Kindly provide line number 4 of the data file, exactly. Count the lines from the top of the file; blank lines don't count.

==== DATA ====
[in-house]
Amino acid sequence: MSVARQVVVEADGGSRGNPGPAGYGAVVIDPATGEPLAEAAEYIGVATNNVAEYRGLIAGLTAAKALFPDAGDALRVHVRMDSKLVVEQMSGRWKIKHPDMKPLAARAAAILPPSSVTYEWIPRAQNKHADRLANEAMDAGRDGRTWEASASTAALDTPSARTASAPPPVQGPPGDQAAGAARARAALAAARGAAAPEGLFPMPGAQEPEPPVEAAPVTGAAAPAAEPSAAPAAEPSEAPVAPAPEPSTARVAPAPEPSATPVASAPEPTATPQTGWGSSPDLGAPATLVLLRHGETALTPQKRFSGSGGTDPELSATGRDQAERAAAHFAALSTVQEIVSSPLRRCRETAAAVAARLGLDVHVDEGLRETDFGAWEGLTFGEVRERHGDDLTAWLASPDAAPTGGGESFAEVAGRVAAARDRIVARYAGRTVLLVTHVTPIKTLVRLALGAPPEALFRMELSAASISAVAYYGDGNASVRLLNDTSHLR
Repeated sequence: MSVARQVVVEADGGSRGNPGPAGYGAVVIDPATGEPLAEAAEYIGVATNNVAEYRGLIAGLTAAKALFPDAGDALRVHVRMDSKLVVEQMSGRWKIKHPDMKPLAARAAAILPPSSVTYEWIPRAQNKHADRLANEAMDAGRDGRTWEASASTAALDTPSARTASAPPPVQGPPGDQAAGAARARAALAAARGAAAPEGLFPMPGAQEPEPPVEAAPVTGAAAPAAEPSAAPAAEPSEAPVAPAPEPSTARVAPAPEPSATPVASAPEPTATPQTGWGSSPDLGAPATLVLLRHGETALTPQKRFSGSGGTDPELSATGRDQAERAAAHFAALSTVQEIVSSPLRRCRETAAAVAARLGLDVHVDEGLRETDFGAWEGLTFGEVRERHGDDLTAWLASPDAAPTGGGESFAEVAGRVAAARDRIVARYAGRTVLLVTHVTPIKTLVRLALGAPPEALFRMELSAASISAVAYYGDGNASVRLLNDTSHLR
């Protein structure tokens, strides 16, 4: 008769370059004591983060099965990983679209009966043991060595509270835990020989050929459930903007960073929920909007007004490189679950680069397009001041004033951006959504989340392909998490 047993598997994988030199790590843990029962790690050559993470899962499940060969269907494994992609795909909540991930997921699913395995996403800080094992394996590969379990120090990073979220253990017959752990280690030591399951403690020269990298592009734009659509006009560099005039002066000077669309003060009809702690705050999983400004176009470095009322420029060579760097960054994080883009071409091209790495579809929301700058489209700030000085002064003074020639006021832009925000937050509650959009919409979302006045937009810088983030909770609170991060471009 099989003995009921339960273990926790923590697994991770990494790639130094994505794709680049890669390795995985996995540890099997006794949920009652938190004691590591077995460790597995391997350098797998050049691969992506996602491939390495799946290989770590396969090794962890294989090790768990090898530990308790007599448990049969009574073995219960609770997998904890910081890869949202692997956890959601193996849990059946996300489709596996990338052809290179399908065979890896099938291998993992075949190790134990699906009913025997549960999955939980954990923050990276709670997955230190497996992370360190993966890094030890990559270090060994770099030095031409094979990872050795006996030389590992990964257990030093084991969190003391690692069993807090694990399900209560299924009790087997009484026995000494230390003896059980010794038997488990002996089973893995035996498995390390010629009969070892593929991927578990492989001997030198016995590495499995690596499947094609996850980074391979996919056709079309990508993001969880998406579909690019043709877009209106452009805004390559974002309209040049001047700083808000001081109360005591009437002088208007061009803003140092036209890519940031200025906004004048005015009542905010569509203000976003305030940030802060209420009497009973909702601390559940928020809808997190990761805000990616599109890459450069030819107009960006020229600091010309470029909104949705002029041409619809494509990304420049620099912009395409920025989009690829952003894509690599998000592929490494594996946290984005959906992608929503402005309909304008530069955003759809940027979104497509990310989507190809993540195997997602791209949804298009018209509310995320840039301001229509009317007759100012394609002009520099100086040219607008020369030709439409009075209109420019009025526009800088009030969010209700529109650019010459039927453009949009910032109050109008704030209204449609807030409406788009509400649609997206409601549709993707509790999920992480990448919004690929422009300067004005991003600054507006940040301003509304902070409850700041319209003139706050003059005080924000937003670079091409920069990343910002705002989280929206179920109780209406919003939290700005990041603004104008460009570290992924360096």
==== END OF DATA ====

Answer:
């Protein structure tokens, strides 16, 4: 008769370059004591983060099965990983679209009966043991060595509270835990020989050929459930903007960073929920909007007004490189679950680069397009001041004033951006959504989340392909998490 047993598997994988030199790590843990029962790690050559993470899962499940060969269907494994992609795909909540991930997921699913395995996403800080094992394996590969379990120090990073979220253990017959752990280690030591399951403690020269990298592009734009659509006009560099005039002066000077669309003060009809702690705050999983400004176009470095009322420029060579760097960054994080883009071409091209790495579809929301700058489209700030000085002064003074020639006021832009925000937050509650959009919409979302006045937009810088983030909770609170991060471009 099989003995009921339960273990926790923590697994991770990494790639130094994505794709680049890669390795995985996995540890099997006794949920009652938190004691590591077995460790597995391997350098797998050049691969992506996602491939390495799946290989770590396969090794962890294989090790768990090898530990308790007599448990049969009574073995219960609770997998904890910081890869949202692997956890959601193996849990059946996300489709596996990338052809290179399908065979890896099938291998993992075949190790134990699906009913025997549960999955939980954990923050990276709670997955230190497996992370360190993966890094030890990559270090060994770099030095031409094979990872050795006996030389590992990964257990030093084991969190003391690692069993807090694990399900209560299924009790087997009484026995000494230390003896059980010794038997488990002996089973893995035996498995390390010629009969070892593929991927578990492989001997030198016995590495499995690596499947094609996850980074391979996919056709079309990508993001969880998406579909690019043709877009209106452009805004390559974002309209040049001047700083808000001081109360005591009437002088208007061009803003140092036209890519940031200025906004004048005015009542905010569509203000976003305030940030802060209420009497009973909702601390559940928020809808997190990761805000990616599109890459450069030819107009960006020229600091010309470029909104949705002029041409619809494509990304420049620099912009395409920025989009690829952003894509690599998000592929490494594996946290984005959906992608929503402005309909304008530069955003759809940027979104497509990310989507190809993540195997997602791209949804298009018209509310995320840039301001229509009317007759100012394609002009520099100086040219607008020369030709439409009075209109420019009025526009800088009030969010209700529109650019010459039927453009949009910032109050109008704030209204449609807030409406788009509400649609997206409601549709993707509790999920992480990448919004690929422009300067004005991003600054507006940040301003509304902070409850700041319209003139706050003059005080924000937003670079091409920069990343910002705002989280929206179920109780209406919003939290700005990041603004104008460009570290992924360096």